Greenpeace EU Unit. The seveso disaster 30 years on. Greenpeace EU Unit 2006.


Health and Safety Executive. Icmesa chemical company, seveso, italy. 10 july 1976. Health and Safety Executive [Internet]. [updated 27 Jun 2008]. [place unknown]; [cited 7 Oct 2008]. Available from: http://www.hse.gov.uk/comah/sragtech/caseseveso76.htm


Whipple L. Givaudan SA. Answers.com [Internet]. [updated 2008]. [place unknown]; [cited 7 Oct 2008]. Available from: http://www.answers.com/topic/givaudan-sa



Mossville, LA


[Anonymous]. Industrial sources of dioxin poisoining in Mossville, Louisiana: a report based on the government's own data.  Corporate Crime Reporter 2007 Jul 24: 17.  (no page number).


[Anonymous]. Louisiana state facts.  Center for Disease Control and Prevention National Center for Environmental Health; Publications: (no page number).


Appel, A.; Health-US: Tiny town demands justice in dioxin poisoning.  IPS [Internet]. Rome, Italy: IPS-Inter Press Service; 2007 Jul 25 [2008 Oct 18]. Available from: http://www.ips.org/institutional/


ConocoPhillips [Internet]. Houston, TX (USA): [2008; 2008 Oct 18]. Available from: http://www.conocophillips.com/company profile


Georgia Gulf [Internet]. Atlanta, GA (USA): [2008; 2008 Oct 18]. Available from: http://www.ggc.com/aboutus/index.cfm


Gibbs, J.; Hansen, M.; Ferrario, J.; Ambient air sampling for dioxins, furans and coplanar PCBs in an urban industrialized corridor in Calcasieu Parish, Louisiana. Organohalogen Compounds 2003: 63. (no page numbers).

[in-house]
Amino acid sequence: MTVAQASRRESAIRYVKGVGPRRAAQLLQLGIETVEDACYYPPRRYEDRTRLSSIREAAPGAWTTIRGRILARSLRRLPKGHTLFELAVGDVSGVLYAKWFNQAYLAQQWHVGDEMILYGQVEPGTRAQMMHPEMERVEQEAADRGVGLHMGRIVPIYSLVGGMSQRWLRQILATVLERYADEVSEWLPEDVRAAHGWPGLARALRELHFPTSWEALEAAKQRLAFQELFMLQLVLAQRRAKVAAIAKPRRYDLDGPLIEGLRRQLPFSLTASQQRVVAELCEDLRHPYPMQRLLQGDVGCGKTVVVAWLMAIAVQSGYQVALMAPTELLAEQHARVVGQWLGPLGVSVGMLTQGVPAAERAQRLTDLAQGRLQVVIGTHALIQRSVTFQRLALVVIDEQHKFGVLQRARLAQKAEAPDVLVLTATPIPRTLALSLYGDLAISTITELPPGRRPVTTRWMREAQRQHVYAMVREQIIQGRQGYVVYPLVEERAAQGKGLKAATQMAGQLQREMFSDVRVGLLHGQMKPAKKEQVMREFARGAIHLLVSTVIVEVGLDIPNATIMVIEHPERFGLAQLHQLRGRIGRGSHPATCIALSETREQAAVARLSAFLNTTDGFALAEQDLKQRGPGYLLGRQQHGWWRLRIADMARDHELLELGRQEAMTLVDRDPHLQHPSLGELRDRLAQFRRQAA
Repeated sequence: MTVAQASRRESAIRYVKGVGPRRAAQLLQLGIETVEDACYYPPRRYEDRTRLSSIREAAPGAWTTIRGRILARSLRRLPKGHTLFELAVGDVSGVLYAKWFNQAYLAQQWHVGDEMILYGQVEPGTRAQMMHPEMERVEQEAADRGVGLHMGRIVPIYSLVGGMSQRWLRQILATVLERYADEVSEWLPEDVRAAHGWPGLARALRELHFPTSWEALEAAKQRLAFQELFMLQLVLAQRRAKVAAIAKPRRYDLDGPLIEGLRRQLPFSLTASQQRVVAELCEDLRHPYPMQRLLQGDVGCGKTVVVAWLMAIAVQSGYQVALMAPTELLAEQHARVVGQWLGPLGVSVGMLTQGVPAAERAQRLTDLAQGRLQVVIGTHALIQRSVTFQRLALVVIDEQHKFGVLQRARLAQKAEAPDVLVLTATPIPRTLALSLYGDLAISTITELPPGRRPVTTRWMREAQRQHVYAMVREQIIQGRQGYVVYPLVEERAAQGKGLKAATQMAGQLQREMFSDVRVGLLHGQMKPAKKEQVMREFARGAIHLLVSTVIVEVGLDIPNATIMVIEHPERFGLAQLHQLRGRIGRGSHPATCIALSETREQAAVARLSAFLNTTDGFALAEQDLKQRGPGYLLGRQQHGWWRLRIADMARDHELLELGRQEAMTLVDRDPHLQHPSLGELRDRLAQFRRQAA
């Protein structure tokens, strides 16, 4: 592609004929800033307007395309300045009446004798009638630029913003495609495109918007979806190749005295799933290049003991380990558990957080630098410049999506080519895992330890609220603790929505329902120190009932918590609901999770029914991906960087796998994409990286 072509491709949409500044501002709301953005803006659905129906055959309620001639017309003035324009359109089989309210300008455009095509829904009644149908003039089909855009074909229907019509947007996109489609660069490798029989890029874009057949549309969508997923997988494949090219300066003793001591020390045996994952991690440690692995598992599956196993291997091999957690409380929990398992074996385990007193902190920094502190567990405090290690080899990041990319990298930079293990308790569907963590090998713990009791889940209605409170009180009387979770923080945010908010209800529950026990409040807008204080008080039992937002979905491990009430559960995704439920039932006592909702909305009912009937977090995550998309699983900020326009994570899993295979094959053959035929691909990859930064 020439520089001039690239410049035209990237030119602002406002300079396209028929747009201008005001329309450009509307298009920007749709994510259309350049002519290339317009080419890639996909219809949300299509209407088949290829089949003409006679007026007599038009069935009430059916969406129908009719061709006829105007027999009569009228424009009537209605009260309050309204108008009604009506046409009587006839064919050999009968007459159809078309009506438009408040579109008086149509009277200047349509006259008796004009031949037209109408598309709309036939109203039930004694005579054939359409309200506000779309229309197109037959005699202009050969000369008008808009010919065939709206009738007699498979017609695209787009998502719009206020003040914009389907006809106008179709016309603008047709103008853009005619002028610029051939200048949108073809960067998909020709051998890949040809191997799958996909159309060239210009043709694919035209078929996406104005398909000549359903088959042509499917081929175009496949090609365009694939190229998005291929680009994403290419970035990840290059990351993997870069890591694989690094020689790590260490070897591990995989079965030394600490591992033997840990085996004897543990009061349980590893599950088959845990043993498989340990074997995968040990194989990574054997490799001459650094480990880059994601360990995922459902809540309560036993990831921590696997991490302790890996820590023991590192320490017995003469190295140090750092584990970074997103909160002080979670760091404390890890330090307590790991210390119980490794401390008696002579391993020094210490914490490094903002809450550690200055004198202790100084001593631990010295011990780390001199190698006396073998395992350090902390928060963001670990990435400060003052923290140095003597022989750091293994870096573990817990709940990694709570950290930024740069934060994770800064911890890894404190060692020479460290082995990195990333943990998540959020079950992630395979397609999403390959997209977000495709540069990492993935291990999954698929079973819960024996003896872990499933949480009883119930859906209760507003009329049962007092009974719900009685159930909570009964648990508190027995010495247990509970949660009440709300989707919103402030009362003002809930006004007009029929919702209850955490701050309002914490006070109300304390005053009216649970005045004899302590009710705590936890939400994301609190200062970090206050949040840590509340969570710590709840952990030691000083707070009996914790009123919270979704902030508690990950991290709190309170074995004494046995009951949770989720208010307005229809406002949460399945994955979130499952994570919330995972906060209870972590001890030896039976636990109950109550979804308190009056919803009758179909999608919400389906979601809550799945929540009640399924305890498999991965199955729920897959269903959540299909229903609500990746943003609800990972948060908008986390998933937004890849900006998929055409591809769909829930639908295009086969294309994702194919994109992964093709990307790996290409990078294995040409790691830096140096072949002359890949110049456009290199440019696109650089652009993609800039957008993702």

PPG [Internet]. Pittsburgh, PA (USA): [2008; 2008 Oct 18]. Available from: http://www.corporateportal.ppg.com/ppg



Times Beach, Missouri


[EPA] Environmental Protection Agency [Internet]. [updated 2007 Nov 28]. EPA National Priorities List site narrative for TimesBeach site; [cited 2008 Oct 7]. Available from: http://www.epa.gov/superfund/sites/npl/nar833.htm.


[EPA] Environmental Protection Agency [Internet]. 1990 Jul 18. EPA Superfund explanation of significant differences: TimesBeach; [cited 2008 Oct 7]. Available from: http://www.epa.gov/superfund/sites/rods/fulltext/e0790509.pdf.


[EPA] Environmental Protection Agency [Internet]. 2006 Apr 21. Times Beach site; [cited 2008 Oct 7]. Available from: http://www.epa.gov/region7/cleanup/npl_files/mod980685226.pdf.


Flock J [interviewer]. [transcribed1997 Jun 26]. Toxic town: Bliss transcripts. CNN Chicago [Internet]; [cited 2008 Oct 7]. Available from: http://www.cnn.com/US/9706/26/times.beach/transcript/index1.htm.


Flock J [correspondent]. 1997 Jun 26. Clean-up ends in toxic town. CNN Interactive [Internet]; [cited 2008 Oct 7]. Available from: http://www.cnn.com/US/9706/26/times.beach/times.beach/index.htm.